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View engines

Lucas Schad edited this page · 12 revisions
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The concept of a view engine is quite simple - it takes a “template” and an optional “model” (the data) and outputs (usually) HTML to be rendered into the browser. By default, Nancy ships with a built in view engine known as the SuperSimpleViewEngine, which supports all the necessities such as layouts, partials, models, conditions and iterations. You can use this without any additional dependencies and it serves up .html and .sshtml files.

The following is an example of what a .sshtml file can look like

@Master['MasterPage']

@Section['Content']
    <p>This content from the index page<p>
    <h3>Partials</h3>
    <p>Login box below rendered via a partial view with no model.</p>
    <div id="login">
        @Partial['login'];
    </div>
    <p>Box below is rendered via a partial with a sub-model passed in.</p>
    <p>The submodel is a list which the partial iterates over with Each</p>
    <div id="users">
        @Partial['user', Model.Users];
    </div>
    <h3>Encoding</h3>
    <p>Model output can also be encoded:</p>
    <p>@!Model.NaughtyStuff</p>
@EndSection

In addition to the built in engine, Nancy also supports Razor, Spark, NDjango and the dotLiquid view engines as separate packages. By adding a reference to them from your project Nancy will automatically be able to render views using their supported file extensions.

Rendering a view from a route action

To render a view you simply use the View indexer of the NancyModule with the appropriate parameters, which might sound complicated, but it really isn’t... honest! :-). There are three overloads which allow you to pass a view name, a model, or both and Nancy will take care of the rest for you, locating the view using a series of “conventions”, which we will discuss later:

Get["/products"] = parameters => {
    return View["products.html", someModel];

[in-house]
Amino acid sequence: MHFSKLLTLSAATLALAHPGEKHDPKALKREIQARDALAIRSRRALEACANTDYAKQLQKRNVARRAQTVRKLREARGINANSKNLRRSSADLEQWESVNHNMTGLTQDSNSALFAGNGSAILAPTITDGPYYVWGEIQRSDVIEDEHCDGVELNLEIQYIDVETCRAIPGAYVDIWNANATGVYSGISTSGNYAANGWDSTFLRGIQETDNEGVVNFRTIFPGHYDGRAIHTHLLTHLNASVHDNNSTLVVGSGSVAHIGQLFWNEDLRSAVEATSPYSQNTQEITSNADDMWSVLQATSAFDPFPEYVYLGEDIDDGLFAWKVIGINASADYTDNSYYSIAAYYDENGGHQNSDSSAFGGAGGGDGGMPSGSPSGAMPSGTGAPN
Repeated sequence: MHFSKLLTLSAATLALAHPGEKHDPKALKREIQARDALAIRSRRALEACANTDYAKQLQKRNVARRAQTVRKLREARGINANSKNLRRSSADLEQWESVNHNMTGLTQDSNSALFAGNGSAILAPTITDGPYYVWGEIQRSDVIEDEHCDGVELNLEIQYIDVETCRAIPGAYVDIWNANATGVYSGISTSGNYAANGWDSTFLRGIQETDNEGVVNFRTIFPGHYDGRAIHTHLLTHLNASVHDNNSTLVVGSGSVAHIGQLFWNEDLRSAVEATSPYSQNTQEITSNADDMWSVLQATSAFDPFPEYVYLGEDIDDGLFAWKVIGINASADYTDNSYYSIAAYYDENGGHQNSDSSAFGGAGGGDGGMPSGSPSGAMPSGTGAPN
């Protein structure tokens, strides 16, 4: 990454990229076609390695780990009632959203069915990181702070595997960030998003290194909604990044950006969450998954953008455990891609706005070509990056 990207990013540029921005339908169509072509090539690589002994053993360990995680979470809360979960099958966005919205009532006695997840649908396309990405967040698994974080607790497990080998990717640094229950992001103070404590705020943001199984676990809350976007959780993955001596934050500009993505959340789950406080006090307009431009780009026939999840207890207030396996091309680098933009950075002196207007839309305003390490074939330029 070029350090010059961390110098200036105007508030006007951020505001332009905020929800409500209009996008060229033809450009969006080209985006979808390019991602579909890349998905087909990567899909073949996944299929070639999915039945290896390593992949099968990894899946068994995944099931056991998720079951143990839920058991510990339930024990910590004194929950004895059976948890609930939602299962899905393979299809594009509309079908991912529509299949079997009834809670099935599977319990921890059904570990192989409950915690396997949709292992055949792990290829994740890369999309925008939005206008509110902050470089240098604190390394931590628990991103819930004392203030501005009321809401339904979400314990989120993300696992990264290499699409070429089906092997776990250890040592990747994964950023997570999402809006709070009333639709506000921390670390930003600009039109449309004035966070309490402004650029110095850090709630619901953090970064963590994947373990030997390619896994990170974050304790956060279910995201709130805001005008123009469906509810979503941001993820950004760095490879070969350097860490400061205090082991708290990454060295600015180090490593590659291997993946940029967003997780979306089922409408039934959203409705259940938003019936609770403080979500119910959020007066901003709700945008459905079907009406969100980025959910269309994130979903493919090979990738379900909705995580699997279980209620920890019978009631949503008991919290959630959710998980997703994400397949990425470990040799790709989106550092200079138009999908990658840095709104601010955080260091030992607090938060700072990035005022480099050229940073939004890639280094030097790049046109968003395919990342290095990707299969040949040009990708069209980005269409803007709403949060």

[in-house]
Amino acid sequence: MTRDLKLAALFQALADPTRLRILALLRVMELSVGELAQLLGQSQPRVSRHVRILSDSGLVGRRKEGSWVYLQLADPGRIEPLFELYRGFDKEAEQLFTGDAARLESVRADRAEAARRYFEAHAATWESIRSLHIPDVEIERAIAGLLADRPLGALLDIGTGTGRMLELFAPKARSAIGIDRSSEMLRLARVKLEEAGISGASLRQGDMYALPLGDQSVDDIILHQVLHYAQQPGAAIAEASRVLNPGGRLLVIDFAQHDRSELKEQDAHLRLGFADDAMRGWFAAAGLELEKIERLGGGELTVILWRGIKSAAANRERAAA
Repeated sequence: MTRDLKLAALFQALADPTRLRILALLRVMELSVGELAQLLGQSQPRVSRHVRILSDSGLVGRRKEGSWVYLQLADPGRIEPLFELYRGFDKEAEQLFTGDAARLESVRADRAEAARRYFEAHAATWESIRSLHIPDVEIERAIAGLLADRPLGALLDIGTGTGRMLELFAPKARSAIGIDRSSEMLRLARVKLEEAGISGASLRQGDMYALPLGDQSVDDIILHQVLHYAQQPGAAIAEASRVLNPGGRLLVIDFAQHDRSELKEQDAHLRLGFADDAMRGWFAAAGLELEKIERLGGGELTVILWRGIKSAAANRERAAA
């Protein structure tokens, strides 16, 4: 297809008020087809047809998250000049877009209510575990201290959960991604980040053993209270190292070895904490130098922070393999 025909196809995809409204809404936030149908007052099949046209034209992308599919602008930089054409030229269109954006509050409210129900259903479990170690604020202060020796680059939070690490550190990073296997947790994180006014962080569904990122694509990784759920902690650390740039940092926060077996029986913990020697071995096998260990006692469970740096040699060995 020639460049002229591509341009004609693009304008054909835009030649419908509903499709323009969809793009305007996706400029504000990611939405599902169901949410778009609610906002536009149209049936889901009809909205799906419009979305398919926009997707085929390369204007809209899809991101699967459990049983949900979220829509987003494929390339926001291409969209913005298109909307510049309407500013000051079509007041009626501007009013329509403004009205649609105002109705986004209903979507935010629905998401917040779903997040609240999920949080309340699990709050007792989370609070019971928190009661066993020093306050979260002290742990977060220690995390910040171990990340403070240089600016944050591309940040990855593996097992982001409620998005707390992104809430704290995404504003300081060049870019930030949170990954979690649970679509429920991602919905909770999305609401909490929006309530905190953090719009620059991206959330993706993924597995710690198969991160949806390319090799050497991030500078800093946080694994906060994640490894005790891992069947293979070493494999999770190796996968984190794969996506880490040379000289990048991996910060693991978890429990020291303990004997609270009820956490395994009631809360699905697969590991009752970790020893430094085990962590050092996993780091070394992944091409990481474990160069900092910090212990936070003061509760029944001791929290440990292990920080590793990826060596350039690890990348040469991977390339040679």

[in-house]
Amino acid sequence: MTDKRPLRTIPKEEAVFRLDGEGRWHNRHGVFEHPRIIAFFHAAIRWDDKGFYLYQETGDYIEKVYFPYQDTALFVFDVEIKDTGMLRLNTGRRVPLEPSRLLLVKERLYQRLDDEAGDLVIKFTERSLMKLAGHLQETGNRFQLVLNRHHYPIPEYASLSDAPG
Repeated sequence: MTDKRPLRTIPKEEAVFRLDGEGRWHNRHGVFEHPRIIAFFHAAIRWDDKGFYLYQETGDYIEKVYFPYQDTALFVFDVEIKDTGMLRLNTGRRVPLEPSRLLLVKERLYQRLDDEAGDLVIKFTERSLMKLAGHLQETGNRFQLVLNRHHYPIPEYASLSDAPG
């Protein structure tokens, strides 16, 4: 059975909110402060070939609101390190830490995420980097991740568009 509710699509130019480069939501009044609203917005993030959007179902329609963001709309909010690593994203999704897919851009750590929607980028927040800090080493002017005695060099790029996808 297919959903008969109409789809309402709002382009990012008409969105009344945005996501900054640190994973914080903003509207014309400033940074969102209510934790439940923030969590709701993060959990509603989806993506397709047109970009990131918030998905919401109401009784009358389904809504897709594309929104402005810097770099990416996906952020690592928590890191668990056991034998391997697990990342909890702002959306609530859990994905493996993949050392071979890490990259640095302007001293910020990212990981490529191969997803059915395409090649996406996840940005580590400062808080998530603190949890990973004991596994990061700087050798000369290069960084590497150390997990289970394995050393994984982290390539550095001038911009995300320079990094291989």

};

The view name offers you quite a bit of flexibility in terms of what information it can contain:

  1. Name of the view file with the file extension present (e.g. “products.html”)
  2. Name of the view file without the file extension present (e.g. “products”). If there are two, or more, views with the same name, but with different extensions, you will receive an AmbiguousViewsException with details on which conflicting views were located.
  3. A path, relative to the application root, where Nancy will look for the views (e.g. products/products.html).

To learn more on where Nancy looks for views, and how to customize the logic, check out View location conventions

Resolving the name of the view from the model

If you only pass in a model to the View indexer Nancy will attempt to infer the name and location of the view using another of the default conventions.

The convention strips “Model” off the end of the model type if it exists (e.g. ProductsModel becomes products), and then uses that name to attempt to locate the view.

In the following route, Nancy will try to locate a view called Products with a file extension that matches any of the installed view engines:

Get["/products"] = parameters => {
    return View[new ProductsModel()];
};

As part of the new Content Negotiation features in 0.12, if Nancy could not find your view, the server will return 406 Not Acceptable instead.

<< Part 9. Bootstrapper - Documentation overview - Part 10. Super Simple View Engine >>

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